This is RARELY the case these days. Especially in cases of ransomware, if you've proven to be susceptible to attack, you are almost guaranteed to be targeted again. Zero trust policies can help fill the gaps that left you vulnerable in the past.


Zero Trust Security: Issues and Limitations

While the zero-trust model is incredibly powerful for most organizations, there are a few issues and limitations to know about when considering a zero-trust model for your business.

Size and Complexity of the Organization

In a zero trust architecture, every user, device, and application must be authorized and authenticated. Since we're not letting anyone onto the network by default, we must know who is where and what they want to go do. This can be a complicated and expensive task for many organizations, both small without the staff to maintain the security, and large with hundreds or even thousands of users and/or applications.


Implementation, Configuration, and Maintenance Costs

Cost is almost certainly the number one hurdle for most businesses to implement a zero trust security model. There will be additional costs to your business from the day you implement to the day the business closes.

Implementing these services can incur large upfront costs. Configuration will take quite a bit of time, and will involve some costs when trying to make these systems fit into your infrastructure. Maintenance is a constant, and you will never get to a point where zero-trust can be ignored.

None of the processes involved will be free, regardless of the vendors or applications you choose. You're going to have to redesign your processes, procedures, and sometimes even applications in the name of security.


Duplicative Costs While in Hybrid Mode

You're going to be stuck in a "hybrid mode" for some time, while your systems fully integrate to a new zero-trust model. During this time, you're simply going to have to eat the cost of two sets of architecture. You're going to have to purchase the zero trust solution, along with the deployment and testing long before the system is implemented. This is just a fact of the business!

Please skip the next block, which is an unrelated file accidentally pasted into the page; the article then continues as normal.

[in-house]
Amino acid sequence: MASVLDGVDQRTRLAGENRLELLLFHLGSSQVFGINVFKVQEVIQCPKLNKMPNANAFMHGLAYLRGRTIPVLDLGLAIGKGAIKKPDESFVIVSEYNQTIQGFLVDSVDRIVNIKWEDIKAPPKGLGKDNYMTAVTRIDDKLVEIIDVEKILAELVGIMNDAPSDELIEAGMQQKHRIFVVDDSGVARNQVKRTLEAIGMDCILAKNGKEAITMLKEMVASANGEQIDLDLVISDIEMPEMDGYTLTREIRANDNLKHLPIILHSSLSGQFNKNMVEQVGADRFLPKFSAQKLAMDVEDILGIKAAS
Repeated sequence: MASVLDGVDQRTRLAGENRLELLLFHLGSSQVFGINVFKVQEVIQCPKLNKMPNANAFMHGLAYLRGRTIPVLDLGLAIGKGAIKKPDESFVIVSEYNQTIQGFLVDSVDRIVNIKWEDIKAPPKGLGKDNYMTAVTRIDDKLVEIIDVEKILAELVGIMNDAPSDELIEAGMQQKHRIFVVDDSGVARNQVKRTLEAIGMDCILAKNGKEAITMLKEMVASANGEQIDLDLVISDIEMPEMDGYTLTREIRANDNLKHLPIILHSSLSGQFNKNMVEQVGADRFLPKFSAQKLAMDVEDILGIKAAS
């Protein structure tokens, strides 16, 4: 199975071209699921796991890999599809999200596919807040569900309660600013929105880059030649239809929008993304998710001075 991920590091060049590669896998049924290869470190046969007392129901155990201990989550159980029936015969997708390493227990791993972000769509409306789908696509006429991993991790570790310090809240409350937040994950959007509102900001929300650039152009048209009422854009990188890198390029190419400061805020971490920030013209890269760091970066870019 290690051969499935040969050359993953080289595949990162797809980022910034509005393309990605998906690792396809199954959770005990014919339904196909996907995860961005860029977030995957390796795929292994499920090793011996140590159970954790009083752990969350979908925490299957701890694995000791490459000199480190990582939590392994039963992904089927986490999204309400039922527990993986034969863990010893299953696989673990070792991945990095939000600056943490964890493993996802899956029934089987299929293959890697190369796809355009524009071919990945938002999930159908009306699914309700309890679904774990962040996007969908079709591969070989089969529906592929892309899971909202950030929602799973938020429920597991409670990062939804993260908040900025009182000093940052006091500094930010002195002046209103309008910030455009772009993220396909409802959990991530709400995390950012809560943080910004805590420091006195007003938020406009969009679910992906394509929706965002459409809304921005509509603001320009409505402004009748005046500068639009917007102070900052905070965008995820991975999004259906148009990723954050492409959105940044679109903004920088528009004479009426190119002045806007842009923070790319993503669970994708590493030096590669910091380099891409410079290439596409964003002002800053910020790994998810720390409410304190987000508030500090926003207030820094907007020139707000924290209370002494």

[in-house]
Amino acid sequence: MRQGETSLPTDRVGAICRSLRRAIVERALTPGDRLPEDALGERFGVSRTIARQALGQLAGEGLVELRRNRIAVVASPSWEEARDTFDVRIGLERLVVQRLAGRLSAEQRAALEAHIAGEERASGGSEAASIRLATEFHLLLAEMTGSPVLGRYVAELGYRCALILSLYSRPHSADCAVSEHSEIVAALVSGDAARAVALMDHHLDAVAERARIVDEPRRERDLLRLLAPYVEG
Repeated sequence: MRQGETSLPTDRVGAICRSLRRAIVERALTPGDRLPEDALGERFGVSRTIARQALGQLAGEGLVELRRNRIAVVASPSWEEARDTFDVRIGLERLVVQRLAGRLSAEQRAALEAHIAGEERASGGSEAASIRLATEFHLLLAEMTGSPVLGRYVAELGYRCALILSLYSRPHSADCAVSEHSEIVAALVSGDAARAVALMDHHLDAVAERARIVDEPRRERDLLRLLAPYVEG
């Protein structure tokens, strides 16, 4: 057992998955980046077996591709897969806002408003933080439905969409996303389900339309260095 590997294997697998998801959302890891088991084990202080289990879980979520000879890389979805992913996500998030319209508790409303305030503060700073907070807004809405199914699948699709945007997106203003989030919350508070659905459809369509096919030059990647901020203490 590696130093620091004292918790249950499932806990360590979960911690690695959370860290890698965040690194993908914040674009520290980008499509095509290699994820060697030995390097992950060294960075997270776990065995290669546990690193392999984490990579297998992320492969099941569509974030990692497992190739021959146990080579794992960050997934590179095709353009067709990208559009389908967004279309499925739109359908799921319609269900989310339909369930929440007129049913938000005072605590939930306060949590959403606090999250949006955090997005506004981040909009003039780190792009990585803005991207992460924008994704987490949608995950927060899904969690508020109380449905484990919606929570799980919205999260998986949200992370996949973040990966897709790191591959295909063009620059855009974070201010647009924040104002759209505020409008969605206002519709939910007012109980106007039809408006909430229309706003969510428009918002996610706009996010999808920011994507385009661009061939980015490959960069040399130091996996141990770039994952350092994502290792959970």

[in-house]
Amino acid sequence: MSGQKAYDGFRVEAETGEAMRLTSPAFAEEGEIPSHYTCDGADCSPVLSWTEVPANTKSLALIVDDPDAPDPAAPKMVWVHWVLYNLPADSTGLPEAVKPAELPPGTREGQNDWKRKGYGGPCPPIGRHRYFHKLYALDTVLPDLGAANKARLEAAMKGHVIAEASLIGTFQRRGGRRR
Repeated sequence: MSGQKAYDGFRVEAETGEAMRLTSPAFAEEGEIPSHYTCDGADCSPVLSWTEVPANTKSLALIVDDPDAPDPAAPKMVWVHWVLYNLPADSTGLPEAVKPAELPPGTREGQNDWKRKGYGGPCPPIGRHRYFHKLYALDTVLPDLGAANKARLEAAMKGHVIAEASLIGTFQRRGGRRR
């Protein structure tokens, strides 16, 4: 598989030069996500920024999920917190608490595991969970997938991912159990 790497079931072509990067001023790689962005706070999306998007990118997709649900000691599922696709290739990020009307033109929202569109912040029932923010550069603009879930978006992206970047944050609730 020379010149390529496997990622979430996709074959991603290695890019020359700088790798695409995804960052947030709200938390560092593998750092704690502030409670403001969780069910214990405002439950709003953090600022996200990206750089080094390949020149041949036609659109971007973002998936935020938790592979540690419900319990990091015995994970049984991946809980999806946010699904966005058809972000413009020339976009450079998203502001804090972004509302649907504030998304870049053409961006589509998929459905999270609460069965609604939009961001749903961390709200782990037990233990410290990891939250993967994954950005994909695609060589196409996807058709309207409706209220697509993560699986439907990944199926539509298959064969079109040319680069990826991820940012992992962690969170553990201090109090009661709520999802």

Technical Complexity to Zero-Trust Implementation

Implementation of these types of systems can be technically challenging or complex. Unfortunately, so can the education process and initial use for your employees. For organizations that are used to having full visibility and permissions, there is going to be some pushback. You need to be prepared to explain why the systems are now tighter and how it's going to help the business going forward.


Potential for Poor Initial User Experience

As stated above, the initial experience for end users can be rough. There will be legitimate access issues along the way that will need to be reconfigured, but most of it will be a vague fuss about the changes. Eventually this dies down, and end users get used to the way the system works. As long as they can perform their jobs, the system is working!


How Much Does a Zero Trust Security Model Cost Your Business?

There is no simple way to jot down a simple number on what setting up a zero-trust model will cost you. There are many factors to consider.

Your Time

This is definitely the most overlooked piece of the zero trust puzzle. You're going to spend hours and hours on this process. From the first planning meetings to the final implementation, the hours will add up for you and your entire team, including those in the expensive executive level.


Vendor and Implementation Costs

All of those internal hours spent on design and implementation are also going to involve working with vendors. You can't cut corners during the process, either, so you need to budget for a full vendor schedule.


Administration and User Training

Even if you keep this process in-house, you're eventually going to have to train users and even administrators. This will requires hours of time, which is not a cost you should overlook.


Potential Required Infrastructure Upgrades

From network equipment to cyber infrastructure, there are probably going to be some upgrades needed to take full advantage of your zero-trust model. There's simply no getting around these costs.



A Zero Trust Cybersecurity Model isn't for Everyone

As you can see, there are huge security benefits to the zero trust model, but there are also some considerable costs involved. The best way to determine if zero-trust is right for your business is to reach out to us. Our team will be happy to help you out!


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Tags: Cybersecurity